Bikepacking refers to the adventure cycling modality that combines cycling (usually gravel) with camping. For this, we have to equip our bike with racks to carry the saddlebags with our luggage and the tools necessary for our adventure.

On our website, we have previously talked about bikepacking. If you are determined to practice this modality, this link will help you find the best bikes offered on the market to fully enjoy the bikepacking experience.

But what differentiates bikepacking from normal cycling or MTB practice is an adventure. You carry on your bike everything you need to spend 1 night out, or 1 week, or the time your route requires.

In a previous article on our website, we talked about the best bikepacking routes in Spain, an ideal country for cycling.

bikepacking in portugal
source: Pixabay (link)

But in this article, we want to analyze the best bikepacking routes you can find in Portugal. This country offers fewer mountains, but it makes up for it with spectacular landscapes and beaches.

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Why do we have to try a bikepacking route in Portugal?

Geography: Portugal is a country that offers a combination of beach landscapes with smaller mountains, which is ideal for bikepacking.

Although it does not have mountain ports like the ones we can find on the Transpirenaica route in Spain, we can still climb mountains that reach 800 meters in altitude (or even 1600m in Serra da Estrela).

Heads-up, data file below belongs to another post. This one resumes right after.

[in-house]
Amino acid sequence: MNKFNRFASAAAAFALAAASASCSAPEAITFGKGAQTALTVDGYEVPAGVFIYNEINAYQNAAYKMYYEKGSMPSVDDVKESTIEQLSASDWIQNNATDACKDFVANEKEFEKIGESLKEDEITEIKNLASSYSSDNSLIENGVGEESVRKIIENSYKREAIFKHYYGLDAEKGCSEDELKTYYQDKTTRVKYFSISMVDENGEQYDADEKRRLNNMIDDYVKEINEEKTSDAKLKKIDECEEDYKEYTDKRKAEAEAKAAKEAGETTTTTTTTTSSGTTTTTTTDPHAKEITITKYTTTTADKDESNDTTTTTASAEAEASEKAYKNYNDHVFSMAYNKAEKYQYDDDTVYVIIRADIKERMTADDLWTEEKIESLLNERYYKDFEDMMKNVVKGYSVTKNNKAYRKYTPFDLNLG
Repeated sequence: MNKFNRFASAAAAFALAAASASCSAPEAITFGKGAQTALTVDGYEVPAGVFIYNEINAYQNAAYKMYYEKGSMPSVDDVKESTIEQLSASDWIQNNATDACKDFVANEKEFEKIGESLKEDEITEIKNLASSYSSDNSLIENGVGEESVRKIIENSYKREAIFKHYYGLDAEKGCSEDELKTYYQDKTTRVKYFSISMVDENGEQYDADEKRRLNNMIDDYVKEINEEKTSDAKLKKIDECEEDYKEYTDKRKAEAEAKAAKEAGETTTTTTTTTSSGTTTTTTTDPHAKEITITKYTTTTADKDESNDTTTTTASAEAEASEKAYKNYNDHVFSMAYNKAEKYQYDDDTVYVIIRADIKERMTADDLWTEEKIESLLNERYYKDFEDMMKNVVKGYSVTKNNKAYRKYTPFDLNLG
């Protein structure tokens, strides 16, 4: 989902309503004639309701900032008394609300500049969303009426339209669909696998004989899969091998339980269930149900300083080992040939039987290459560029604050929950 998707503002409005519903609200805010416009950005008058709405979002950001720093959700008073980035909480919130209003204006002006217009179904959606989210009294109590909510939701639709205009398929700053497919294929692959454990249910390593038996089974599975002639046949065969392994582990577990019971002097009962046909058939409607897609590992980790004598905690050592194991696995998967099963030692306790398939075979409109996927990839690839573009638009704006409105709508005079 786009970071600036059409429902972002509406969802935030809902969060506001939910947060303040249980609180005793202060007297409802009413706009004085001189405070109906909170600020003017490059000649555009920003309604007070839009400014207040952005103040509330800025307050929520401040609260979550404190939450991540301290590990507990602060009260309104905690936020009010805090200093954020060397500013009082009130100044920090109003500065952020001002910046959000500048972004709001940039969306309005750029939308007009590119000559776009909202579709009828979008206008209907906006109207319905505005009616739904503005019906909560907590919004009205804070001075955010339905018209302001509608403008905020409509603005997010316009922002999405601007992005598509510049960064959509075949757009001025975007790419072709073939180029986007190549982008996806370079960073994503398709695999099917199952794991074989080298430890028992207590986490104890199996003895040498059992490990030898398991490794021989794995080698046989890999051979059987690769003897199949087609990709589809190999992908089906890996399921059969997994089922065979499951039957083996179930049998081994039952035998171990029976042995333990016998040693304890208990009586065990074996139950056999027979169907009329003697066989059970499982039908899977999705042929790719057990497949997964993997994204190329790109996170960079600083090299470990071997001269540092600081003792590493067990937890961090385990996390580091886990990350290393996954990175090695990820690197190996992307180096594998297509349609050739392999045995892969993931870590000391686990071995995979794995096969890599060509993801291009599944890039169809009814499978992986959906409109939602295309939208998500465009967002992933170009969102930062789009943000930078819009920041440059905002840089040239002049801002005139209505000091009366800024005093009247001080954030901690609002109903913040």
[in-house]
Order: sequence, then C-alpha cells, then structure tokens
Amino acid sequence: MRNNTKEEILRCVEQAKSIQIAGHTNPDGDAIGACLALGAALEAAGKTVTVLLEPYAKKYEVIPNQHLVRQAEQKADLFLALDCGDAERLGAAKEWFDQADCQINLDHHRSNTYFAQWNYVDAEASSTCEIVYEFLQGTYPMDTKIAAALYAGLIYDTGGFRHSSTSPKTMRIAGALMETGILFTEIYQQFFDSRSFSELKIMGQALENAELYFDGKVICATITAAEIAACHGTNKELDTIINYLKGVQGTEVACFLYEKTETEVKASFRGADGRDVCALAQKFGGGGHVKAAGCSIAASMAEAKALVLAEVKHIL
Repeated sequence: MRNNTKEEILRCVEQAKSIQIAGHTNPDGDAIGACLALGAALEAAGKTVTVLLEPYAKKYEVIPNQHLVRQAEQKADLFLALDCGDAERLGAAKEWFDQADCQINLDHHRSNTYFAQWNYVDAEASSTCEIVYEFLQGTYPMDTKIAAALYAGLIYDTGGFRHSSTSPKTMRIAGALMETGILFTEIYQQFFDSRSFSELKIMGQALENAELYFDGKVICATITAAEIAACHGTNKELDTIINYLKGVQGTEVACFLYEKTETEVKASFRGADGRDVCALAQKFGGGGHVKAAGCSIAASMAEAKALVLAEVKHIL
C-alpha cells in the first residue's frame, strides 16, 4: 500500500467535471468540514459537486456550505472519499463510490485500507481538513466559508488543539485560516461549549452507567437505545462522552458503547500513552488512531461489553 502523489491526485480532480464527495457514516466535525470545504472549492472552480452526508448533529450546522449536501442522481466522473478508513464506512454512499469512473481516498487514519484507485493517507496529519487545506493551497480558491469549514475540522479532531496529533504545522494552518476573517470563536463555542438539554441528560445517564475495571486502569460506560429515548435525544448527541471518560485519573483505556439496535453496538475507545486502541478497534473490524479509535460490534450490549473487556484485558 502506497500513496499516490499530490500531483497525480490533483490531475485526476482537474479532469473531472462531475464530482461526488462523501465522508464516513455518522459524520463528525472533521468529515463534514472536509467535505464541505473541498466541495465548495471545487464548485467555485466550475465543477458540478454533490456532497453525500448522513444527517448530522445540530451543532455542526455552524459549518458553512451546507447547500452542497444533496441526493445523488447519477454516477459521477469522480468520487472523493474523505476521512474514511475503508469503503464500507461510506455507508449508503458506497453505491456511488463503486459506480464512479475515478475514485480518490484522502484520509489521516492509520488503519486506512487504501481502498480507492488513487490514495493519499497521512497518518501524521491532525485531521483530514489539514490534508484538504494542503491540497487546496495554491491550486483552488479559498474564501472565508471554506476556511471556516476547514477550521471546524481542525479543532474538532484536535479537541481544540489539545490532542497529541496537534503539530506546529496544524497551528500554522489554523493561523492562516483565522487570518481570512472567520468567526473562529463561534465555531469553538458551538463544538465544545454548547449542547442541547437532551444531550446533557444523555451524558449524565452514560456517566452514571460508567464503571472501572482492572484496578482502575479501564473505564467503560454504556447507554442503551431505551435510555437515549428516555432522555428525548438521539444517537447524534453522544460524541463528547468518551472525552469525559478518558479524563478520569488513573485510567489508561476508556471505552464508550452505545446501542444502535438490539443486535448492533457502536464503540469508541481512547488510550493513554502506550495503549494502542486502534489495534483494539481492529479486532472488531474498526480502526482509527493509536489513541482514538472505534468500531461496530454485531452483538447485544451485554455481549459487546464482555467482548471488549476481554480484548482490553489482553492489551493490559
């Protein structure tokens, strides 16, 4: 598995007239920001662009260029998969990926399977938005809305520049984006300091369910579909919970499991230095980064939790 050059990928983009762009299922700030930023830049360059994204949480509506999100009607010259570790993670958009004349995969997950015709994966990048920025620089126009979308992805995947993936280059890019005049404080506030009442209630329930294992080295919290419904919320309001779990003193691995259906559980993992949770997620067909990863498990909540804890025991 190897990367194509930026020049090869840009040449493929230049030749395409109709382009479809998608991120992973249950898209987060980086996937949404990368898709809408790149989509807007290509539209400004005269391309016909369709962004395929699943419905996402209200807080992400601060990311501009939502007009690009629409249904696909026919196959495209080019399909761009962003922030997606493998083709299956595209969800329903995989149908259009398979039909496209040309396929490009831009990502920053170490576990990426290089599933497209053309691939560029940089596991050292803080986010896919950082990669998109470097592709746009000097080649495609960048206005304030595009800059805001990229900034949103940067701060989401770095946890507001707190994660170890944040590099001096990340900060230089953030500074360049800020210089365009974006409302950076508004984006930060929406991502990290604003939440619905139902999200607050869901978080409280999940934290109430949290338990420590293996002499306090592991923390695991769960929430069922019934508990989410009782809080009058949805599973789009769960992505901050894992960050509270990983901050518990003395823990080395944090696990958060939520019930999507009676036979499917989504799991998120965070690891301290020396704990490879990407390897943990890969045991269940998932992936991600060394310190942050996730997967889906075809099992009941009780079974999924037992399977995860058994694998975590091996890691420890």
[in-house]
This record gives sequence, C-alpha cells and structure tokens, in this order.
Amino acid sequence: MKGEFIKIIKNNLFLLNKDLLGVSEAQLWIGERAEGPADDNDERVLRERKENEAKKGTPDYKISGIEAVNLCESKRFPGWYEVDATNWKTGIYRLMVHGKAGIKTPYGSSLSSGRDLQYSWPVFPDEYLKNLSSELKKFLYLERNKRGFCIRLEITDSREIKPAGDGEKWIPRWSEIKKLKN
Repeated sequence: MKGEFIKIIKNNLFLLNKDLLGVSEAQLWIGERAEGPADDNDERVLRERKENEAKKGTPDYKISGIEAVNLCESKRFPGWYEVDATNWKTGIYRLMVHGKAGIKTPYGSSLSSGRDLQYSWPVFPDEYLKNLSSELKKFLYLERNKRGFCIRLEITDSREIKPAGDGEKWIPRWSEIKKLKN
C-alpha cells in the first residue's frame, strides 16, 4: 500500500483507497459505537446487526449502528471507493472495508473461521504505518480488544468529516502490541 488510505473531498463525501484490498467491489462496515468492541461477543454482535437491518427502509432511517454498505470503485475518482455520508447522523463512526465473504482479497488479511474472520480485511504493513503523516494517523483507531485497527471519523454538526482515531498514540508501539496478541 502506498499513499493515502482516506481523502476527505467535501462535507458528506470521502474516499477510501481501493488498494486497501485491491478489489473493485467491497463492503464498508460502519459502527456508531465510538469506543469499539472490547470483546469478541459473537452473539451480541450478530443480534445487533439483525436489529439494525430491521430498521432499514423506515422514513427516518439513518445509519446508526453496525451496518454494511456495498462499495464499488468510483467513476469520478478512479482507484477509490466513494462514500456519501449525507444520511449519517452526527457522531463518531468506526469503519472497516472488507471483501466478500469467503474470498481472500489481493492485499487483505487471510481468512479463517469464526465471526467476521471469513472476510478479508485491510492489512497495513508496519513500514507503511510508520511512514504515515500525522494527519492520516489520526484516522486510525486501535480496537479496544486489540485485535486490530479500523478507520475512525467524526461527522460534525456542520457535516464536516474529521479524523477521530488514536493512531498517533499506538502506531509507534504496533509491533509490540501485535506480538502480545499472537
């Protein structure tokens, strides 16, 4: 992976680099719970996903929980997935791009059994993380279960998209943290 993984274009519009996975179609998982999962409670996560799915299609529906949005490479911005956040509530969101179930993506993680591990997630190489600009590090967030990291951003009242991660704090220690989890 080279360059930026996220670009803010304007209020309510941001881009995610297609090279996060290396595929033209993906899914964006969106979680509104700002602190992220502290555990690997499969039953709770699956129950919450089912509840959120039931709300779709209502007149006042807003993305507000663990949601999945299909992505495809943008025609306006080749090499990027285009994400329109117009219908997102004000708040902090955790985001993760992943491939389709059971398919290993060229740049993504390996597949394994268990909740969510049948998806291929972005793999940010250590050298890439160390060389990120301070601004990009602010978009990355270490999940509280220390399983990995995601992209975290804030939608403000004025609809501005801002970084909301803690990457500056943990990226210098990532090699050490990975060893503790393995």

The Portuguese mountain passes will not require as much effort as the Spanish ones.

On the other hand, Portugal is a coastal country, where we can finish our stages by relaxing with a refreshing swim in the Atlantic Sea.

This, together with the moderate temperatures, makes Portugal a perfect country for our adventure.

  • Gastronomy: Portugal is a country with varied and delicious cuisine. You will have the opportunity to taste excellent fish in the coastal area and very tasty meat in the interior areas.
  • Prices: One of the great advantages that Portugal has is that it is a country where we will find prices a little lower than the European average.
  • Hospitality: The moment we land in Portugal we will see that the Portuguese people are very hospitable and will help you at all times. The population is very scattered throughout its geography, so we will find many small villages along our routes.
  • Language: If you don’t speak Portuguese (or even Spanish), it won’t be a big problem. In Portugal, there is a good knowledge of English (especially with younger people), so it will be easier to communicate with the locals.
bikepacking in portugal
source: (link)

In the following passage, we describe the 7 best bikepacking routes in Portugal. We will travel along with Portugal from north to south, from east to west, through the best landscapes that this wonderful country has to offer.

If you decide to ride on a route that we are going to analyze below, we assure you that you will not regret it.

EuroVelo 1 Algarve (Vila Real do Santo António – Sagres):

We have already said that if we do a route in Portugal, we will enjoy a lot of sea views. And this is the best route to enjoy warmer temperatures and spectacular landscapes with the sea at our side.

This route runs throughout southern Portugal, the region known as the Algarve, from the border with Spain to the most southerly point in Europe, Sagres.

A flat route, with no mountain to climb, that runs 245 kilometers of wonderful beaches long. In our adventure, we will cross large towns such as Tavira, Faro, Albufeira, Portimao, or Lagos.